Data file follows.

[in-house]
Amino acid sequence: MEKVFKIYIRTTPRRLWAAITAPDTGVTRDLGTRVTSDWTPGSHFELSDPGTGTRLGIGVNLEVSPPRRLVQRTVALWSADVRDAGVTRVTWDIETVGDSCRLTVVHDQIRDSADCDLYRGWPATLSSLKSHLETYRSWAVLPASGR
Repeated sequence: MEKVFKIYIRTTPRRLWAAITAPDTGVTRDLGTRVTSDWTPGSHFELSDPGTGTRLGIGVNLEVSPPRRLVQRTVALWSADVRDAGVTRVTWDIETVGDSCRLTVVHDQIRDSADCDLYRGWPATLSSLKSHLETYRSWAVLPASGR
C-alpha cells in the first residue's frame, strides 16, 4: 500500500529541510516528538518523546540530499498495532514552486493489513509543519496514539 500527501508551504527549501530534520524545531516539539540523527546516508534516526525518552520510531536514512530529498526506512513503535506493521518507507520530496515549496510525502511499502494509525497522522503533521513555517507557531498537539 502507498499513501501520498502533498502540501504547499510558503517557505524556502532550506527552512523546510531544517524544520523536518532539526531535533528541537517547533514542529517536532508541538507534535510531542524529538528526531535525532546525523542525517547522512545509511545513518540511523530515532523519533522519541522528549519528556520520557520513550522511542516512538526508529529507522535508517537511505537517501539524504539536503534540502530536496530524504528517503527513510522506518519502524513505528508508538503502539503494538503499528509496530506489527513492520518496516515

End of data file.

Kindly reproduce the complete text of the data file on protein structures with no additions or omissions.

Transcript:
[in-house]
Amino acid sequence: MEKVFKIYIRTTPRRLWAAITAPDTGVTRDLGTRVTSDWTPGSHFELSDPGTGTRLGIGVNLEVSPPRRLVQRTVALWSADVRDAGVTRVTWDIETVGDSCRLTVVHDQIRDSADCDLYRGWPATLSSLKSHLETYRSWAVLPASGR
Repeated sequence: MEKVFKIYIRTTPRRLWAAITAPDTGVTRDLGTRVTSDWTPGSHFELSDPGTGTRLGIGVNLEVSPPRRLVQRTVALWSADVRDAGVTRVTWDIETVGDSCRLTVVHDQIRDSADCDLYRGWPATLSSLKSHLETYRSWAVLPASGR
C-alpha cells in the first residue's frame, strides 16, 4: 500500500529541510516528538518523546540530499498495532514552486493489513509543519496514539 500527501508551504527549501530534520524545531516539539540523527546516508534516526525518552520510531536514512530529498526506512513503535506493521518507507520530496515549496510525502511499502494509525497522522503533521513555517507557531498537539 502507498499513501501520498502533498502540501504547499510558503517557505524556502532550506527552512523546510531544517524544520523536518532539526531535533528541537517547533514542529517536532508541538507534535510531542524529538528526531535525532546525523542525517547522512545509511545513518540511523530515532523519533522519541522528549519528556520520557520513550522511542516512538526508529529507522535508517537511505537517501539524504539536503534540502530536496530524504528517503527513510522506518519502524513505528508508538503502539503494538503499528509496530506489527513492520518496516515